Plantations all too often are an ecological and social disaster. They can be seen as a branch of horticulture: plant-by-plant cultivation. But plantations more or less by definition are for perennial plants – trees such as oil-palm, coconut, olive, rubber, and cocoa; shrubs such as tea and coffee; and sugar-cane. Like arable, plantations tend to be monocultural and lend themselves to industrialization: big machinery and industrial chemistry. Often they employ a lot of people but the work tends to be monotonous and hard and many of the workers are itinerants with no homes of their own and dubious legal rights. Much of the work on plantations is seasonal.

Plantations do have a benign side, though, and can lend themselves to enlightened approaches. Plantations of many kinds can morph into various forms of agroforestry, integrating various forms of livestock (cattle, sheep, pigs, and poultry of all kinds; or horticulture including, as once was common in Italy, olives with grape vines. Orchards too are a form of plantation, and they can be a delight if so designed, providing many forms of livestock with a very pleasant habitat and varied diet, and/or accommodating horticulture. Plantations can also be socially benign. I once stayed on a tea plantation in India that had its own village where the children were well educated, with opportunities that can be all too rare to move on to university; and the children on their way home from school were in sight of their parents and uncles and aunts, working in the fields. There are a lot worse ways to live.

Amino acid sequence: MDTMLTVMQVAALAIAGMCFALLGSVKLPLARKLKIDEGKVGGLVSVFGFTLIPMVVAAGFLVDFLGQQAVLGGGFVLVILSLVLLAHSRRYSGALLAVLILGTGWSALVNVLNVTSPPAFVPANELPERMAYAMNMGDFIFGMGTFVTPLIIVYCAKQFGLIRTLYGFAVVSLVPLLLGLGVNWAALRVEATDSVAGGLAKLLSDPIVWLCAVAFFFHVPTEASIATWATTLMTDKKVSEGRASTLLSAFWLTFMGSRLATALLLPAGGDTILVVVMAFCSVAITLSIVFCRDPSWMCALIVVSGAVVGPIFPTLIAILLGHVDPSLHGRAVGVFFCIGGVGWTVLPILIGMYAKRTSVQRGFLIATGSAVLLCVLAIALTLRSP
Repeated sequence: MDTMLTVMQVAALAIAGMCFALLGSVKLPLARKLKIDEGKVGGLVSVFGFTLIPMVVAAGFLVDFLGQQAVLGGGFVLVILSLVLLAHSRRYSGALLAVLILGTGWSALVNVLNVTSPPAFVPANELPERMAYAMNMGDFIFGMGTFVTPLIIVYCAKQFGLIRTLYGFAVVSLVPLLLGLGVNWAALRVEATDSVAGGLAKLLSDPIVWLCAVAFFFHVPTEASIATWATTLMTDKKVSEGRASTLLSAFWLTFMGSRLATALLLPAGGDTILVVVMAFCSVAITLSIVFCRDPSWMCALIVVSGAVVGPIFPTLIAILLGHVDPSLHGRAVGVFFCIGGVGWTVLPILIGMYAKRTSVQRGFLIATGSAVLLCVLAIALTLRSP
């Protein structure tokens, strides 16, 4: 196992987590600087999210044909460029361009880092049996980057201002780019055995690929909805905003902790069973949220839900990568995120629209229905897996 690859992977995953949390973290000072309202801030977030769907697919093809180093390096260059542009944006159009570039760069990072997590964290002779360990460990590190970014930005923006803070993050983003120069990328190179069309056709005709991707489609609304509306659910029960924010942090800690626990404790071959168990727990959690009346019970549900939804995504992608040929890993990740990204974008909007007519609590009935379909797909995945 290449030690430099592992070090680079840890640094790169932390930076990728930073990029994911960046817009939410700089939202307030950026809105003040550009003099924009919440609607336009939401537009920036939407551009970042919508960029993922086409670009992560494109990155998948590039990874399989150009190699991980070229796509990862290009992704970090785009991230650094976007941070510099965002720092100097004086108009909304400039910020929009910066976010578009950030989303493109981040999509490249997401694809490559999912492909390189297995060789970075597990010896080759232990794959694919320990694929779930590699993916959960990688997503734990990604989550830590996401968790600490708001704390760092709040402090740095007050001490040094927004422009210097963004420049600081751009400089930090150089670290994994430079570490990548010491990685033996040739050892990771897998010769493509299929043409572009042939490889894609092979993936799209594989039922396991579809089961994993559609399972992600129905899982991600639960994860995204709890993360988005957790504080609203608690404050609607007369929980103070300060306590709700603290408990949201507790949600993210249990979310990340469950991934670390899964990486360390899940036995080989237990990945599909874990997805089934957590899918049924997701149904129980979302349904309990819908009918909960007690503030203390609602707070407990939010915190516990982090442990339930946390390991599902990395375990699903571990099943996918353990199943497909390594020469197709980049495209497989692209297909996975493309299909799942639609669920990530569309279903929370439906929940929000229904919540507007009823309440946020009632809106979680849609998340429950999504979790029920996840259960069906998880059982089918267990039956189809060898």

In short, as is usually the case in agriculture, the prime cause of the ecological disaster and the social injustice that we have so often seen on plantations lies with the underlying economy and governance – the obsessive desire to maximize short-term wealth at the expense of all other values; and the underlying morality, or lack of it, which makes a virtue of ruthlessness.

In the following pages, in the fullness of time, we will look at positive attempts to develop plantations in agroecological ways – and/or to replace them with some other approach.